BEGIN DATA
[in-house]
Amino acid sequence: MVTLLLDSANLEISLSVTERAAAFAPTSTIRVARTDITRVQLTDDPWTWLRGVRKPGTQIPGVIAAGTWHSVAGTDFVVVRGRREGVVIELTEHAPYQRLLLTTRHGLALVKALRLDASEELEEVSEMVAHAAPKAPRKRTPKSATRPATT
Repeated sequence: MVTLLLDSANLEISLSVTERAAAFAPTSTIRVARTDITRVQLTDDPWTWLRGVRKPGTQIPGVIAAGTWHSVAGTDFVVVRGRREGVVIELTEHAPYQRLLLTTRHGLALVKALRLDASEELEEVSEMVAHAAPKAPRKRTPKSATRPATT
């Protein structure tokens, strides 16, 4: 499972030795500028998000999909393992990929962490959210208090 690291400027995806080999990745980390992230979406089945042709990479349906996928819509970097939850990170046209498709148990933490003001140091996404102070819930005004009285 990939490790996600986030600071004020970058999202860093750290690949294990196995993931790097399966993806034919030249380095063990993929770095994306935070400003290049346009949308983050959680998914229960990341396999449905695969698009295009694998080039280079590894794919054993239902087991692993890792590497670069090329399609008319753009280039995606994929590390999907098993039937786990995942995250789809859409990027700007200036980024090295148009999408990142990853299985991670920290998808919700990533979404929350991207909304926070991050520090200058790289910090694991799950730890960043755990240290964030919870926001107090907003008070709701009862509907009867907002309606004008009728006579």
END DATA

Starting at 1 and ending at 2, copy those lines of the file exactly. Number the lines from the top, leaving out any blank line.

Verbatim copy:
[in-house]
Amino acid sequence: MVTLLLDSANLEISLSVTERAAAFAPTSTIRVARTDITRVQLTDDPWTWLRGVRKPGTQIPGVIAAGTWHSVAGTDFVVVRGRREGVVIELTEHAPYQRLLLTTRHGLALVKALRLDASEELEEVSEMVAHAAPKAPRKRTPKSATRPATT